If you have ever visited a military cemetery on Memorial Day then you must have seen coins laying on certain tombstones. Every Memorial Day, many war veterans and active duty servicemen and women pay a visit to cemeteries to give respect to their fellow servicemen and women.
If you see coins lying on the military tombstones, don’t touch them as there is a special reason why they are there.
To pay respect to the fallen soldiers, coins are left on their tombstones. The service’s family member might have left those coins and it is a sign of respect which they paid for the deceased.
There is a different meaning behind every coin and the number of coins shows the connection of a deceased person with their family.
If there is a penny, it simply means someone visited the grave to pay their respects. The meaning of Nickels is that the coin is left by a person who is trained or was at boot camp with the deceased service member.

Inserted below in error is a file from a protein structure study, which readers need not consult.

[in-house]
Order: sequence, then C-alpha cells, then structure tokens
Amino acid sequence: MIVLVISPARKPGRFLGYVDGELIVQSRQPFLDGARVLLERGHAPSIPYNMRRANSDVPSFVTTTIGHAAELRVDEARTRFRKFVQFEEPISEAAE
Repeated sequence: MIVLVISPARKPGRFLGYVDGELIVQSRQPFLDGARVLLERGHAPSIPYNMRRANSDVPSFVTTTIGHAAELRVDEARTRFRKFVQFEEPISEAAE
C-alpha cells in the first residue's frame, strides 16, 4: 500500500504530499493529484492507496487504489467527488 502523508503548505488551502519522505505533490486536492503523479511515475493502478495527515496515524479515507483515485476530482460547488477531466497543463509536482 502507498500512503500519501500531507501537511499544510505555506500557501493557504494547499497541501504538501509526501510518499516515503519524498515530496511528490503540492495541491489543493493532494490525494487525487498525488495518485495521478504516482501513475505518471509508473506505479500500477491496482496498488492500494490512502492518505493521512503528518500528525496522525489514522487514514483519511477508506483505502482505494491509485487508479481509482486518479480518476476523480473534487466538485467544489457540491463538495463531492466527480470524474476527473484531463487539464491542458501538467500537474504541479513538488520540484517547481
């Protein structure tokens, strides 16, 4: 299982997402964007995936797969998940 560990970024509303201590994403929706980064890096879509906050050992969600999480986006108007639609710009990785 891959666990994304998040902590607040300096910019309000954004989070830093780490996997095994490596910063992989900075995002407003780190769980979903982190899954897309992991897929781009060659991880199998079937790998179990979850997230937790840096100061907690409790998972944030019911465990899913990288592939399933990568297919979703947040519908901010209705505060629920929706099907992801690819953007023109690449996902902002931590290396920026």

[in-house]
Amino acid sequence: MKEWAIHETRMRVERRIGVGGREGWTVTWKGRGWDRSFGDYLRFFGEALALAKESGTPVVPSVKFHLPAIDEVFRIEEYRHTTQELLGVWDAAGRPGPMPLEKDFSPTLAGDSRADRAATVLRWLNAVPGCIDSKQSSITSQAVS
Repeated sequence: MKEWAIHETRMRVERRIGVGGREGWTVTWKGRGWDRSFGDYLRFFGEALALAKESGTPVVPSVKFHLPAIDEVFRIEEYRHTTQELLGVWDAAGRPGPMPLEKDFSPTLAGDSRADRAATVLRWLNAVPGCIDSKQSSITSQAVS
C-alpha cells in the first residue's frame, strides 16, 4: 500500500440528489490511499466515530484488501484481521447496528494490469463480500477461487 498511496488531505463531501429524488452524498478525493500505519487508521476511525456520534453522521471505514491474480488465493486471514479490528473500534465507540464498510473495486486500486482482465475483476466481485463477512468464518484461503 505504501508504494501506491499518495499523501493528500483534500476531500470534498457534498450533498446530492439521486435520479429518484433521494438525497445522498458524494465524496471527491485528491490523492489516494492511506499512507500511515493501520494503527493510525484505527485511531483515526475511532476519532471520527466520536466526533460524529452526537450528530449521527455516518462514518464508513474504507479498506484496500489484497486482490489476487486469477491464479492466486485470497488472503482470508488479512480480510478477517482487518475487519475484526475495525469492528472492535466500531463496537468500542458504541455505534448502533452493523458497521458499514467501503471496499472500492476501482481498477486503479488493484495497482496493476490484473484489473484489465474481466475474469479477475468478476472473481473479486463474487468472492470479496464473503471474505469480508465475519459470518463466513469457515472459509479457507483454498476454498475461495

Dimes show that the person who left it was there when the deceased was killed.
Dave Taylor, a Vietnam War veteran said: “It’s a story about life, about sacrifice, and about remembrance.”
During the Vietnam war in U.S., this practice became common. According to Snopes.com, ‘’The tradition of leaving coins on the headstones of military men and women can be traced to as far back as the Roman Empire.’’
‘’Mythologies within certain cultures added specific purpose for coins being left with the dead. In Greek mythology, Charon, the ferryman of Hades, required payment for his services. A coin was therefore placed in the mouth of the dear departed to ensure he would ferry the deceased across the rivers Styx and Acheron and into the world of the dead rather than leave him to wander the shore for a hundred years.
“In England and the U.S., pennies were routinely placed on the closed eyes of the dead, yet the purpose for that practice was not clear — some say it was to keep the eyes of the corpse from flying open (even though the eyes, once shut by the person laying out the body, do not reopen).’’